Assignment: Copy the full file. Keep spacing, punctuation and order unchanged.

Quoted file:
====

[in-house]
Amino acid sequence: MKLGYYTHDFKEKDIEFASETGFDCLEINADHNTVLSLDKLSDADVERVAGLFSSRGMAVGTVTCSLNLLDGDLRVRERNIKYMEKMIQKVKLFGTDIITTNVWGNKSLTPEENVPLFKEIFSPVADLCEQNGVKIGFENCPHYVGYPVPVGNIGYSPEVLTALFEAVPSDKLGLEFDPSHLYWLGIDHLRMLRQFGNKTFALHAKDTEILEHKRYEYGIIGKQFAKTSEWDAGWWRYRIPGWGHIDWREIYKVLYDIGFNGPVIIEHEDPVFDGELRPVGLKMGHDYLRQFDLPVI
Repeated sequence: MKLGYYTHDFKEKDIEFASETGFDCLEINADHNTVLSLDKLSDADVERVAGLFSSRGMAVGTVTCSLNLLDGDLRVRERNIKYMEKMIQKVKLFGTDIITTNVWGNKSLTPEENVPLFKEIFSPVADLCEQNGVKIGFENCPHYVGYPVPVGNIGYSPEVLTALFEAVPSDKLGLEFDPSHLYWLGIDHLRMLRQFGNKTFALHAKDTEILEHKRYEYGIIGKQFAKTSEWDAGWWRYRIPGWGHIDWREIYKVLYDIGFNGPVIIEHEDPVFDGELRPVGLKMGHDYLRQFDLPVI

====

[in-house]
Amino acid sequence: MKLGYYTHDFKEKDIEFASETGFDCLEINADHNTVLSLDKLSDADVERVAGLFSSRGMAVGTVTCSLNLLDGDLRVRERNIKYMEKMIQKVKLFGTDIITTNVWGNKSLTPEENVPLFKEIFSPVADLCEQNGVKIGFENCPHYVGYPVPVGNIGYSPEVLTALFEAVPSDKLGLEFDPSHLYWLGIDHLRMLRQFGNKTFALHAKDTEILEHKRYEYGIIGKQFAKTSEWDAGWWRYRIPGWGHIDWREIYKVLYDIGFNGPVIIEHEDPVFDGELRPVGLKMGHDYLRQFDLPVI
Repeated sequence: MKLGYYTHDFKEKDIEFASETGFDCLEINADHNTVLSLDKLSDADVERVAGLFSSRGMAVGTVTCSLNLLDGDLRVRERNIKYMEKMIQKVKLFGTDIITTNVWGNKSLTPEENVPLFKEIFSPVADLCEQNGVKIGFENCPHYVGYPVPVGNIGYSPEVLTALFEAVPSDKLGLEFDPSHLYWLGIDHLRMLRQFGNKTFALHAKDTEILEHKRYEYGIIGKQFAKTSEWDAGWWRYRIPGWGHIDWREIYKVLYDIGFNGPVIIEHEDPVFDGELRPVGLKMGHDYLRQFDLPVI